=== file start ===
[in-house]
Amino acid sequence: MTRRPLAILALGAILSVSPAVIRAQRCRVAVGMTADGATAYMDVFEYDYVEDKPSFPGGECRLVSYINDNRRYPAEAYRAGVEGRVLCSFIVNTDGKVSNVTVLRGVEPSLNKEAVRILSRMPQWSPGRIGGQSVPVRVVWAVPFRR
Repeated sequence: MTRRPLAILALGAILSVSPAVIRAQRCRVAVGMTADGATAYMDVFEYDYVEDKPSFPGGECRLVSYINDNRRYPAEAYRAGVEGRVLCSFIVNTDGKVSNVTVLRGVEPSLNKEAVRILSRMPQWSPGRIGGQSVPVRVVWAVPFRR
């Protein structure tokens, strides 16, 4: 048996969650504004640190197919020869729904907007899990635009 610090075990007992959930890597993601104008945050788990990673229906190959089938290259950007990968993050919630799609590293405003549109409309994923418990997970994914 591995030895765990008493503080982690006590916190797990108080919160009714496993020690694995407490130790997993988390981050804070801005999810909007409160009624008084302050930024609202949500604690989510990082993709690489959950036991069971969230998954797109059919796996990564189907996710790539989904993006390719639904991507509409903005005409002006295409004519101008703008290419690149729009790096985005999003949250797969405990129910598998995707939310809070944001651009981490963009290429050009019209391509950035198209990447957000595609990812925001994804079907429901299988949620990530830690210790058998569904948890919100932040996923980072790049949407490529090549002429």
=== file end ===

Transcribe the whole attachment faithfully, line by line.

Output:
[in-house]
Amino acid sequence: MTRRPLAILALGAILSVSPAVIRAQRCRVAVGMTADGATAYMDVFEYDYVEDKPSFPGGECRLVSYINDNRRYPAEAYRAGVEGRVLCSFIVNTDGKVSNVTVLRGVEPSLNKEAVRILSRMPQWSPGRIGGQSVPVRVVWAVPFRR
Repeated sequence: MTRRPLAILALGAILSVSPAVIRAQRCRVAVGMTADGATAYMDVFEYDYVEDKPSFPGGECRLVSYINDNRRYPAEAYRAGVEGRVLCSFIVNTDGKVSNVTVLRGVEPSLNKEAVRILSRMPQWSPGRIGGQSVPVRVVWAVPFRR
């Protein structure tokens, strides 16, 4: 048996969650504004640190197919020869729904907007899990635009 610090075990007992959930890597993601104008945050788990990673229906190959089938290259950007990968993050919630799609590293405003549109409309994923418990997970994914 591995030895765990008493503080982690006590916190797990108080919160009714496993020690694995407490130790997993988390981050804070801005999810909007409160009624008084302050930024609202949500604690989510990082993709690489959950036991069971969230998954797109059919796996990564189907996710790539989904993006390719639904991507509409903005005409002006295409004519101008703008290419690149729009790096985005999003949250797969405990129910598998995707939310809070944001651009981490963009290429050009019209391509950035198209990447957000595609990812925001994804079907429901299988949620990530830690210790058998569904948890919100932040996923980072790049949407490529090549002429």